Tag Archives: lung cancer
Researchers from Boston University have found that a nasal swab may help aid physicians in confirming a lung cancer diagnosis. While the swab itself is not enough to detect the presence of cancerous cells and make a concrete diagnosis, when… Read More
Pneumonia and lung cancer both affect the lungs, but while the former is easily treatable and the latter is oftentimes life threatening. Different types of pneumonia can occur in lung cancer patients – who are more susceptible to the infection… Read More
New Year resolution time is over, but as January is the National Radon Awareness Month, there is still time to take an important step to protect the health your family: testing your home for radon, the second-leading cause of lung… Read More
New research suggests smokers diagnosed with pneumonia should also be screened for lung cancer as a means to reduce mortality. The findings suggest that heavy smokers diagnosed with pneumonia are at a greater risk of lung cancer – a cancer… Read More
Smoking is the primary cause of lung cancer, but lung cancer can be seen in non-smokers as well. Researchers in Portugal wanted to uncover the differences between lung cancer in smokers and non-smokers.
For the study 504 non-smokers and smokers… Read More
Breathalysers can do more than determine blood-alcohol levels in roadside police checks for people driving under the influence. A new non-invasive technology to test the breath for exhaled “biomarkers” of lung cancer is in development for early detection of lung… Read More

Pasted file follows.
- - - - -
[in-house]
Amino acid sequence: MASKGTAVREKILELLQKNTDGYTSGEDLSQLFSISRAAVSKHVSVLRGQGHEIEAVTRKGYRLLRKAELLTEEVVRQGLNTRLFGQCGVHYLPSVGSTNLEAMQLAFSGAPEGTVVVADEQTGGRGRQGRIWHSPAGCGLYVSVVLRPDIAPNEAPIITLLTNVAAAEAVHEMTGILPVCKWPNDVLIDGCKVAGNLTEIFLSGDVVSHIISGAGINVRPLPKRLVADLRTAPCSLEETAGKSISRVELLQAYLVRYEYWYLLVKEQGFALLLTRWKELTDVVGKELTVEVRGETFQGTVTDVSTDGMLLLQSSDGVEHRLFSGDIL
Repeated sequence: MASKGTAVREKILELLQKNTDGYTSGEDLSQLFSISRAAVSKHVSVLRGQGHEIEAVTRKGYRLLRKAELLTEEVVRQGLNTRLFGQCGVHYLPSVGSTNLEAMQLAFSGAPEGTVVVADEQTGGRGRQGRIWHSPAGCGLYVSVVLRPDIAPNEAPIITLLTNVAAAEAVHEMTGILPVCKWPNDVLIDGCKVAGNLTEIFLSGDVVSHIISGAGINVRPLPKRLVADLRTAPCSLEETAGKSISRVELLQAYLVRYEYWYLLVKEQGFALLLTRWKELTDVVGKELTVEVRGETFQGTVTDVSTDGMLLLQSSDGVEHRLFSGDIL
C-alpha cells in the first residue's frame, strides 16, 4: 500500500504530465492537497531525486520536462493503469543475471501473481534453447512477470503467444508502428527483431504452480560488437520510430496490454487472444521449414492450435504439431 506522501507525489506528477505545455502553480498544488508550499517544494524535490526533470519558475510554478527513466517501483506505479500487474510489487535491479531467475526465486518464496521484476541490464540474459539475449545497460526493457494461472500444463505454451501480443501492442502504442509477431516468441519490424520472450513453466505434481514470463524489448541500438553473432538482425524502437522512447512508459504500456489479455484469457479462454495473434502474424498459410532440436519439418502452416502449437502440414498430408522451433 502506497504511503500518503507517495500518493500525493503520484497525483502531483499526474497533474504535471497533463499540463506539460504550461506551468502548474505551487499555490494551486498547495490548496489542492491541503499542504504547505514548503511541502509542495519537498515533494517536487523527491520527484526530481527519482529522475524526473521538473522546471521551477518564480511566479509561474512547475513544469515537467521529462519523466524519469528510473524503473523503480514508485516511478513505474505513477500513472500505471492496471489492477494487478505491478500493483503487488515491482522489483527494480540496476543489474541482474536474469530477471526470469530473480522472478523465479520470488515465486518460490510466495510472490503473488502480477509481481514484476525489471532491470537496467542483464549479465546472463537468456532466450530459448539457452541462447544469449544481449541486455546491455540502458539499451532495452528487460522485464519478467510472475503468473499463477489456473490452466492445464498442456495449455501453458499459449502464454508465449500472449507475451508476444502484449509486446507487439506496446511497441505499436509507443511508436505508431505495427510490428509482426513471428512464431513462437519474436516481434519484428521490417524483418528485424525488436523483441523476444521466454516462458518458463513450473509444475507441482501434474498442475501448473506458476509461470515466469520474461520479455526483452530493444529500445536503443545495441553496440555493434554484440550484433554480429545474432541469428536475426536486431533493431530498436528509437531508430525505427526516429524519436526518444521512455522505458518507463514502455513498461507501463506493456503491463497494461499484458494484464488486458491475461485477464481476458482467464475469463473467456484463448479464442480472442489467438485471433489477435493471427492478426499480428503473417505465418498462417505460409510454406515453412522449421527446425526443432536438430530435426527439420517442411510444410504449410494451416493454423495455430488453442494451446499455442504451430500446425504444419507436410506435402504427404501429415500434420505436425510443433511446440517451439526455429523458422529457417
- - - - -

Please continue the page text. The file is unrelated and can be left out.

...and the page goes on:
Our blood reveals many different aspects about our health. Every human being has three different types of blood cells: white cells, red cells, and platelets. Each serves their own purpose and function within a person’s body. Blood tests look at… Read More
Research published in The New England Journal of Medicine brings to light disturbing trends that are being seen in female smokers in today’s society. The research reports that the risk of death from smoking cigarettes has been increasing for women… Read More
The majority of adult smokers (approximately 70 percent) would like to quit smoking and more than half of all smokers have tried to quit smoking in the past year. Smoking not only increases your risk for lung cancer and cardiovascular… Read More
According to one of the world’s largest accountancy firms, PricewatehouseCoopers, Americans call in sick to work an average of 6 days per-year; Europeans almost double that. If you are a smoker chances are you climb above the average.
We all… Read More
Quitting smoking is not only good for your wallet, it can also help to reduce wrinkles, increase vitality, lower your risk for lung cancer and heart disease, intensify taste buds, and increase overall feelings of wellbeing. As if that’s not… Read More
It turns out that seniors may be some of the most stubborn patients when it comes to smoking cessation, according to new research published in the Journals of Gerontology Series B: Psychological and Social Sciences.
Researchers obtained their data from… Read More